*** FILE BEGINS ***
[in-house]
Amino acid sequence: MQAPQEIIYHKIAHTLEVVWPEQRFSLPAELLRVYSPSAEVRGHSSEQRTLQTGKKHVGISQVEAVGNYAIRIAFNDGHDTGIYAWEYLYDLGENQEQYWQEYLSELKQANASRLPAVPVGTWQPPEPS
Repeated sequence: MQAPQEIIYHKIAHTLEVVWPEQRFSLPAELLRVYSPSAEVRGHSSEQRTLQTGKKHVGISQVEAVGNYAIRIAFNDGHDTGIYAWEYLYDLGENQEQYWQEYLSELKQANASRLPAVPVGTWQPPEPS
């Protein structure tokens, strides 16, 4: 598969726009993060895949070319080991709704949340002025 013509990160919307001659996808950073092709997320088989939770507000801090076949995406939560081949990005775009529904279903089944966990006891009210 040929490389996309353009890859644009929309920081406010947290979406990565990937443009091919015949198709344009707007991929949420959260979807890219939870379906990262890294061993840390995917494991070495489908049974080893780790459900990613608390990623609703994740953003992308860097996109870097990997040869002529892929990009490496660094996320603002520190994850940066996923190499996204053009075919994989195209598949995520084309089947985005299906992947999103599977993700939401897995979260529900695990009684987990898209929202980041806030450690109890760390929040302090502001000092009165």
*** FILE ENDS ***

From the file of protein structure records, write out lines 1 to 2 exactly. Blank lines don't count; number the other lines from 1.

[in-house]
Amino acid sequence: MQAPQEIIYHKIAHTLEVVWPEQRFSLPAELLRVYSPSAEVRGHSSEQRTLQTGKKHVGISQVEAVGNYAIRIAFNDGHDTGIYAWEYLYDLGENQEQYWQEYLSELKQANASRLPAVPVGTWQPPEPS